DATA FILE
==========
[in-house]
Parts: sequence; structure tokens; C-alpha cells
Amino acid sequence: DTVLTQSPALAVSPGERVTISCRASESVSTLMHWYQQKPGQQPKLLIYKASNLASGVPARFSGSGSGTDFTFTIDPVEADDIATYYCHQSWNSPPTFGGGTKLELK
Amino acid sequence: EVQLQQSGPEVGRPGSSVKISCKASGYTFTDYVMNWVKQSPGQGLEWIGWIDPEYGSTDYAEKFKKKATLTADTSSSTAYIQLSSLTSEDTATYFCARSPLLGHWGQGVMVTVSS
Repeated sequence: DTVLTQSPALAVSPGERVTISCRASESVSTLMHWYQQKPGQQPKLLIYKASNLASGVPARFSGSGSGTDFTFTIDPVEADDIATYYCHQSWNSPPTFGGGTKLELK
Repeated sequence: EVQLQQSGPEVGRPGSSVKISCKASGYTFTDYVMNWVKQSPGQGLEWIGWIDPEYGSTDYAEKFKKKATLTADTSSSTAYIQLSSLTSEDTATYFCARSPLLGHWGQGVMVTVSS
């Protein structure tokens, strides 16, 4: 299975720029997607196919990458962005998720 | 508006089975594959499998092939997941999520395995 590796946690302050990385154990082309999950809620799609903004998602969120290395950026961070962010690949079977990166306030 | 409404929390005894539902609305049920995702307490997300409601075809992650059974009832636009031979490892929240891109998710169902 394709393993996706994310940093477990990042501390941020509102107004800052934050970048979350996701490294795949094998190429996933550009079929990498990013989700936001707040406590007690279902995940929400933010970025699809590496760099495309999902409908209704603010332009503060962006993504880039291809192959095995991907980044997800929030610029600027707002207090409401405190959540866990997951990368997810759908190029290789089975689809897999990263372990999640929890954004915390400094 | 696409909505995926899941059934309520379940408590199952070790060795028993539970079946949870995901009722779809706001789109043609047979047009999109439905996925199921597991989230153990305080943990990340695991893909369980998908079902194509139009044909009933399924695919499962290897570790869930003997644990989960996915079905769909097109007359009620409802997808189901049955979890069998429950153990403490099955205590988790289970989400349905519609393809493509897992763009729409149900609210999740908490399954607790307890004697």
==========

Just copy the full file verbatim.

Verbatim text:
[in-house]
Parts: sequence; structure tokens; C-alpha cells
Amino acid sequence: DTVLTQSPALAVSPGERVTISCRASESVSTLMHWYQQKPGQQPKLLIYKASNLASGVPARFSGSGSGTDFTFTIDPVEADDIATYYCHQSWNSPPTFGGGTKLELK
Amino acid sequence: EVQLQQSGPEVGRPGSSVKISCKASGYTFTDYVMNWVKQSPGQGLEWIGWIDPEYGSTDYAEKFKKKATLTADTSSSTAYIQLSSLTSEDTATYFCARSPLLGHWGQGVMVTVSS
Repeated sequence: DTVLTQSPALAVSPGERVTISCRASESVSTLMHWYQQKPGQQPKLLIYKASNLASGVPARFSGSGSGTDFTFTIDPVEADDIATYYCHQSWNSPPTFGGGTKLELK
Repeated sequence: EVQLQQSGPEVGRPGSSVKISCKASGYTFTDYVMNWVKQSPGQGLEWIGWIDPEYGSTDYAEKFKKKATLTADTSSSTAYIQLSSLTSEDTATYFCARSPLLGHWGQGVMVTVSS
């Protein structure tokens, strides 16, 4: 299975720029997607196919990458962005998720 | 508006089975594959499998092939997941999520395995 590796946690302050990385154990082309999950809620799609903004998602969120290395950026961070962010690949079977990166306030 | 409404929390005894539902609305049920995702307490997300409601075809992650059974009832636009031979490892929240891109998710169902 394709393993996706994310940093477990990042501390941020509102107004800052934050970048979350996701490294795949094998190429996933550009079929990498990013989700936001707040406590007690279902995940929400933010970025699809590496760099495309999902409908209704603010332009503060962006993504880039291809192959095995991907980044997800929030610029600027707002207090409401405190959540866990997951990368997810759908190029290789089975689809897999990263372990999640929890954004915390400094 | 696409909505995926899941059934309520379940408590199952070790060795028993539970079946949870995901009722779809706001789109043609047979047009999109439905996925199921597991989230153990305080943990990340695991893909369980998908079902194509139009044909009933399924695919499962290897570790869930003997644990989960996915079905769909097109007359009620409802997808189901049955979890069998429950153990403490099955205590988790289970989400349905519609393809493509897992763009729409149900609210999740908490399954607790307890004697």